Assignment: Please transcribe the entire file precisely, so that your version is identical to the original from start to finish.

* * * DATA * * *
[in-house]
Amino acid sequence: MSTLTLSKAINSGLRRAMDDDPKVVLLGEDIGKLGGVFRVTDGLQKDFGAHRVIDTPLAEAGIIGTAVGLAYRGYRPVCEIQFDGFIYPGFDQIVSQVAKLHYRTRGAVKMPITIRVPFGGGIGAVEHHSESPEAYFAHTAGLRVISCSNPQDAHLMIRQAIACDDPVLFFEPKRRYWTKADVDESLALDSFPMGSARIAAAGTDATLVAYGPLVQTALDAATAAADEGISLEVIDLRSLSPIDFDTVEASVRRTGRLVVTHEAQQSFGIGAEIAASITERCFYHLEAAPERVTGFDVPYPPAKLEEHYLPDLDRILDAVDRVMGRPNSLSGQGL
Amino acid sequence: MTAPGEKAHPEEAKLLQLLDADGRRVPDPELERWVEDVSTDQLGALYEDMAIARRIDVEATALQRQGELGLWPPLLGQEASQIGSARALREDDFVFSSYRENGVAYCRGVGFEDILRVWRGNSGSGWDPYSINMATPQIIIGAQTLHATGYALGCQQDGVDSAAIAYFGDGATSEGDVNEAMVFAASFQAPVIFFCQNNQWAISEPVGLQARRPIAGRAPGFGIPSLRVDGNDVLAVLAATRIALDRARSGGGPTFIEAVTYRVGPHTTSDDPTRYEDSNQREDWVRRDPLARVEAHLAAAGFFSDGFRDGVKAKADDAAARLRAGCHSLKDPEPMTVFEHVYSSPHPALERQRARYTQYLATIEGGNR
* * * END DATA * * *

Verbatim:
[in-house]
Amino acid sequence: MSTLTLSKAINSGLRRAMDDDPKVVLLGEDIGKLGGVFRVTDGLQKDFGAHRVIDTPLAEAGIIGTAVGLAYRGYRPVCEIQFDGFIYPGFDQIVSQVAKLHYRTRGAVKMPITIRVPFGGGIGAVEHHSESPEAYFAHTAGLRVISCSNPQDAHLMIRQAIACDDPVLFFEPKRRYWTKADVDESLALDSFPMGSARIAAAGTDATLVAYGPLVQTALDAATAAADEGISLEVIDLRSLSPIDFDTVEASVRRTGRLVVTHEAQQSFGIGAEIAASITERCFYHLEAAPERVTGFDVPYPPAKLEEHYLPDLDRILDAVDRVMGRPNSLSGQGL
Amino acid sequence: MTAPGEKAHPEEAKLLQLLDADGRRVPDPELERWVEDVSTDQLGALYEDMAIARRIDVEATALQRQGELGLWPPLLGQEASQIGSARALREDDFVFSSYRENGVAYCRGVGFEDILRVWRGNSGSGWDPYSINMATPQIIIGAQTLHATGYALGCQQDGVDSAAIAYFGDGATSEGDVNEAMVFAASFQAPVIFFCQNNQWAISEPVGLQARRPIAGRAPGFGIPSLRVDGNDVLAVLAATRIALDRARSGGGPTFIEAVTYRVGPHTTSDDPTRYEDSNQREDWVRRDPLARVEAHLAAAGFFSDGFRDGVKAKADDAAARLRAGCHSLKDPEPMTVFEHVYSSPHPALERQRARYTQYLATIEGGNR